Celebrating the Small Victories: A Guide for Parents 

For children with executive functioning challenges, the weight of failure often outweighs the joy of success. However, by consistently recognizing and appreciating the progress made by your children, you can instill a sense of motivation in them. Parents celebrating their children’s small wins fosters a positive mindset and encourages them to persevere despite their challenges. This positive reinforcement creates a pattern of success, ultimately helping children become the best version of themselves. 

Shifting the Focus from Failure to Success

Those with executive function difficulties receive way more negative feedback than their peers. These negative messages can lead to anger, giving up, or shying away from help. They may struggle to see their progress or believe in their abilities. As parents, you can help them break

free from this cycle of negativity. By celebrating their small victories, you provide tangible evidence of their improvement, encouraging them to continue growing. When you focus on a student’s successes, no matter how small, the student will be more incentivized to work harder. 

Recognizing these wins can influence your child’s brain chemistry. Each time you celebrate your student’s progress, their brain releases a neurochemical called dopamine, a feel-good chemical. This injection of positive energy happens every time they are rewarded and hooks your student into wanting to achieve even more. 

Short-Term Goals for Long-Term Success

Not only do children focus on their failures, but they also often struggle with thinking too far into the future. Long-term tasks or assignments may seem overwhelming or even impossible to them. As parents, you can support them by breaking these tasks into manageable short-term goals. For example, if they have a big presentation due in two weeks, you can set a daily goal of completing one slide per day. By focusing on immediate tasks, you help them bring the future into the present and make progress. Remember to celebrate each small milestone achieved, reinforcing their commitment to success.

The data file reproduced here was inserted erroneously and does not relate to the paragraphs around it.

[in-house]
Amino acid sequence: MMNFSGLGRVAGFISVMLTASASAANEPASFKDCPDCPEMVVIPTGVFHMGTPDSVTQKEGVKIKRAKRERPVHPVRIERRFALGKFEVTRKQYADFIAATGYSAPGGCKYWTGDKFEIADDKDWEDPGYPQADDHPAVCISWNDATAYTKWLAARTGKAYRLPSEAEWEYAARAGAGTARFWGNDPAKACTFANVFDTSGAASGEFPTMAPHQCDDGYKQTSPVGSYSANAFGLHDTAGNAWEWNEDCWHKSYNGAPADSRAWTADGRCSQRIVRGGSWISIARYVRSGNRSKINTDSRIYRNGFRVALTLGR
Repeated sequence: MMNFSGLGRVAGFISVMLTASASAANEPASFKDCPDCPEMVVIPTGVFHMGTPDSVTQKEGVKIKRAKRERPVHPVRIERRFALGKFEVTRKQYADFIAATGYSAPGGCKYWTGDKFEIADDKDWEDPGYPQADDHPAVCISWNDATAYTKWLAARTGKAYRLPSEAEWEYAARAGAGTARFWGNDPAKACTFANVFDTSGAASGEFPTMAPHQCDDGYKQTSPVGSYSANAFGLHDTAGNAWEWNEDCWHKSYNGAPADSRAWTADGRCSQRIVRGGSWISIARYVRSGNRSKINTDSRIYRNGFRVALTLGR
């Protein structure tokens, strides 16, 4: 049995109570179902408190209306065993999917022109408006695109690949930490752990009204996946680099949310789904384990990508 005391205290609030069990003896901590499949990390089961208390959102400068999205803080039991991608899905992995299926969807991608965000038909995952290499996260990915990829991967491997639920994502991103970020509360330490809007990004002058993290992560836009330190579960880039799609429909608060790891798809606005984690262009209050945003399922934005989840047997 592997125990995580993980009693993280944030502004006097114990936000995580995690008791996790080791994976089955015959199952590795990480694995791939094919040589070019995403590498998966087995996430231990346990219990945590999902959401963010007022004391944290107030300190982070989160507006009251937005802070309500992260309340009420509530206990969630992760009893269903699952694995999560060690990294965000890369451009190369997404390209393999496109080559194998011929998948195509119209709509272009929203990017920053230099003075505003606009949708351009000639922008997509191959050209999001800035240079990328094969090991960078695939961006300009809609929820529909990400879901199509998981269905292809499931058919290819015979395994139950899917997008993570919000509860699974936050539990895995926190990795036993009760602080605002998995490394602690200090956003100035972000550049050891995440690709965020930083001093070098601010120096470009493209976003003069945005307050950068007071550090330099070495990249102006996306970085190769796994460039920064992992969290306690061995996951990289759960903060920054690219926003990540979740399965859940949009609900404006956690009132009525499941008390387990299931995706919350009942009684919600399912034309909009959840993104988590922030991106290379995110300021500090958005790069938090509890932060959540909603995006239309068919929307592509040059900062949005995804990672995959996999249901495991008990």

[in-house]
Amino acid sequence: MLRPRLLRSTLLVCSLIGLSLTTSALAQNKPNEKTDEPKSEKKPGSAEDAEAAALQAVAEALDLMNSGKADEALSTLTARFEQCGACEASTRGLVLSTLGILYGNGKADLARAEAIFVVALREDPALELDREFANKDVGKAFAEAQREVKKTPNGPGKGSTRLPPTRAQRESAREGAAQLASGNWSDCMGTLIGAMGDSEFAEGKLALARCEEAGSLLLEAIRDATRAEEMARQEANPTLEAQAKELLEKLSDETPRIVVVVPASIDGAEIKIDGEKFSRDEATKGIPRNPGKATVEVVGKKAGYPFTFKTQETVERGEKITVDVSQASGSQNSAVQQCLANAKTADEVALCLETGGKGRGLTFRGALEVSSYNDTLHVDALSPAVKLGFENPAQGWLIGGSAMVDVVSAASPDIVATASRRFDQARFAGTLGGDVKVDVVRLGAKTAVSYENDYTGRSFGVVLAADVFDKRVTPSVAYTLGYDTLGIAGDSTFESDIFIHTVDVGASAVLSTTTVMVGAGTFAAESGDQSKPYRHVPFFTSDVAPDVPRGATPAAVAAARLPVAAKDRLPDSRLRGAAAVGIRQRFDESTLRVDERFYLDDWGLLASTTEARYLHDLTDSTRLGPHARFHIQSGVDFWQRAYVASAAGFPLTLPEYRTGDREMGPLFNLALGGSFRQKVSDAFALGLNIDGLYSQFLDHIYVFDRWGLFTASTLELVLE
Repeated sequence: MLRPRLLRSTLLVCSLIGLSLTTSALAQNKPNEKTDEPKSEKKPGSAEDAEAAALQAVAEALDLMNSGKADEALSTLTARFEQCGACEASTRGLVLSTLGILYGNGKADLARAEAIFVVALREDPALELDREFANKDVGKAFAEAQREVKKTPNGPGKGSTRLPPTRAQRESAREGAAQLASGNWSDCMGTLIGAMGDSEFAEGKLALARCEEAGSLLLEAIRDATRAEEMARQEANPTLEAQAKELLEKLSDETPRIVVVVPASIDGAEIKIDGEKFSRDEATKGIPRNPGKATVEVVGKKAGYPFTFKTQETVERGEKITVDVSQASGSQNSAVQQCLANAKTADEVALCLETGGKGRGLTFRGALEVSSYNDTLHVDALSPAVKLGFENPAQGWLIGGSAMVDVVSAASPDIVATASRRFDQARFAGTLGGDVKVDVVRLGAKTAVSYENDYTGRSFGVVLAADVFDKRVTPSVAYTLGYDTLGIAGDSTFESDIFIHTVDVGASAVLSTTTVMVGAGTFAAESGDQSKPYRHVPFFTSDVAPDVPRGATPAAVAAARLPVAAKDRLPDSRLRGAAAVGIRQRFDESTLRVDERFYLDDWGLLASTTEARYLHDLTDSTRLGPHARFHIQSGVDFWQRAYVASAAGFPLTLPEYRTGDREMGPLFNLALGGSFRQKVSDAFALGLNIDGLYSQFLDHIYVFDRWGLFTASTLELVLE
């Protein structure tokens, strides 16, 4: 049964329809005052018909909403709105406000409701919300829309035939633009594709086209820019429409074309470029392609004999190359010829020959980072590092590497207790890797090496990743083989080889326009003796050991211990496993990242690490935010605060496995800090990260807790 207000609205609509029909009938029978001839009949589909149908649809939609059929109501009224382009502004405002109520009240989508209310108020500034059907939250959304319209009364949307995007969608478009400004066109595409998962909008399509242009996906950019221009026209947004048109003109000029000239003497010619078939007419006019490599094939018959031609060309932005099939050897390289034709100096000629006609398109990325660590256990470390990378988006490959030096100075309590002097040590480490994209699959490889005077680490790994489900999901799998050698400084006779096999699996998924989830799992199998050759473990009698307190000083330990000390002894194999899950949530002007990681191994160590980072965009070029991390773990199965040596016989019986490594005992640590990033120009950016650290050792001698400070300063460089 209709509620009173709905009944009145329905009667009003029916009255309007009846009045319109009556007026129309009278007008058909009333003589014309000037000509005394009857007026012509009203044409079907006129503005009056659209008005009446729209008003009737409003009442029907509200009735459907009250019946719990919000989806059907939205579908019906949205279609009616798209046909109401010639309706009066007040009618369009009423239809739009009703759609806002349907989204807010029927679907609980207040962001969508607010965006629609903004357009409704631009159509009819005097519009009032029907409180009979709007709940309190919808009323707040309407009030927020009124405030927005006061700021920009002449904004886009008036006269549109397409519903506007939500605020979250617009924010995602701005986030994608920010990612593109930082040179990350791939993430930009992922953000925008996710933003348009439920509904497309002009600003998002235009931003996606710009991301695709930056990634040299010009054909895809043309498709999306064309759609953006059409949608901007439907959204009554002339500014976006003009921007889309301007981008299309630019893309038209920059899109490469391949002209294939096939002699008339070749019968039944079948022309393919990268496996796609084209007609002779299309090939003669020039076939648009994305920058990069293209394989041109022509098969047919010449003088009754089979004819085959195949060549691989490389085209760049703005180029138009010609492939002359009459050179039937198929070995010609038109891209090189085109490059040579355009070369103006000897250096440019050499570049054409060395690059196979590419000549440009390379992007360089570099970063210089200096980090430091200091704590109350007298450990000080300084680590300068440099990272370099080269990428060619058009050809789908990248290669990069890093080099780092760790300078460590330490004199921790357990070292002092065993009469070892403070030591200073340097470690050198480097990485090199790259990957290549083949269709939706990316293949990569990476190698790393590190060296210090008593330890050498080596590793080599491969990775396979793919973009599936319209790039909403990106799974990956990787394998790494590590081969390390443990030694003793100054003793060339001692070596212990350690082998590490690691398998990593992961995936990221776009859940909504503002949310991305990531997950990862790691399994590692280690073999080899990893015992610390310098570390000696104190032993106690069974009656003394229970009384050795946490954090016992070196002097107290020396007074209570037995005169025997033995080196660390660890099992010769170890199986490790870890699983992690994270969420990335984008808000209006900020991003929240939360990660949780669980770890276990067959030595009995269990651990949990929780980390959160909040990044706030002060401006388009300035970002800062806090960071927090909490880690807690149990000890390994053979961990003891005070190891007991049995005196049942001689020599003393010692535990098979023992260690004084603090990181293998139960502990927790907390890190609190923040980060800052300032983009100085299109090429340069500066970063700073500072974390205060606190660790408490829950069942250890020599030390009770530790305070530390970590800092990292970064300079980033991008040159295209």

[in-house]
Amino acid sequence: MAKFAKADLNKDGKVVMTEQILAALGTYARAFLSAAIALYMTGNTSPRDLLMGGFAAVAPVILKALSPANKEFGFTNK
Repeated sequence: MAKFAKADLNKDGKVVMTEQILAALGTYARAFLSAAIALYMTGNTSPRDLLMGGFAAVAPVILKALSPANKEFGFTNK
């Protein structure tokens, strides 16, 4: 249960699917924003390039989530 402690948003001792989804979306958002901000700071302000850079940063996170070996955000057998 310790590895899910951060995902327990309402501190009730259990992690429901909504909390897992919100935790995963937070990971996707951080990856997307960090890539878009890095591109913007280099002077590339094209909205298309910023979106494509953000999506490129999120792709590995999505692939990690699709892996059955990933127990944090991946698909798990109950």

The Power of Positive Phrasing

As parents, it’s crucial to create a safe and supportive environment where positive reinforcement prevails. Studies have shown that positive phrasing is more effective than criticism in reinforcing good behavior. When a student feels like they are being attacked or badgered by their parents, it is far less likely they will listen. Instead of commanding something, advice is more likely to be received well if phrased as a question.

For example, if your student needs to clarify an assignment with their teacher, avoid saying, “You better talk to your teacher tomorrow.” Instead, try, “How can I help you talk to your teacher?” This shift clarifies that you only want to help them solve their problem and allows you to celebrate a small victory once they have that conversation. We encourage you to explain the theory behind celebrating small achievements to your children. This way, students will know that they will feel better with every small task they accomplish.

Examples of How to Recognize their Efforts 

There are countless ways to celebrate your child’s small wins that can create lasting impacts. Whether it’s high fives and hugs, verbal praise, a reward system, creating a celebration ritual, or displaying their achievements, show genuine pride and highlight their efforts. Some phrases that we at Untapped have found helpful include:

  • “I’m so proud of you for talking to your teacher. Let’s find ways to improve your communication.”
  • “It’s great you turned in most of your assignments this week! How can I help you turn in all your assignments next week?”
  • “I’m proud of you for finishing that hard homework assignment during office hours. What strategies can we develop together that will help you finish your future assignments just as well?”
  • “I love that you asked your teacher for help studying for the math test. Let’s find ways to make it easier for you to talk to your teachers in the future.”

Ultimately, incorporating these little celebrations will help your student feel validated and foster a positive environment to motivate them to strive for success.

Parenting a child who struggles with executive function can be overwhelming, but you don’t have to navigate this journey alone. Let Untapped help!

For More:

Why Deadlines Pounce and Long-Term Plans Never Happen

ADHD and the Epidemic of Shame

Why You Should Celebrate Small Wins

Celebrate Small Wins to Motivate Kids

Short and long-term goals for children

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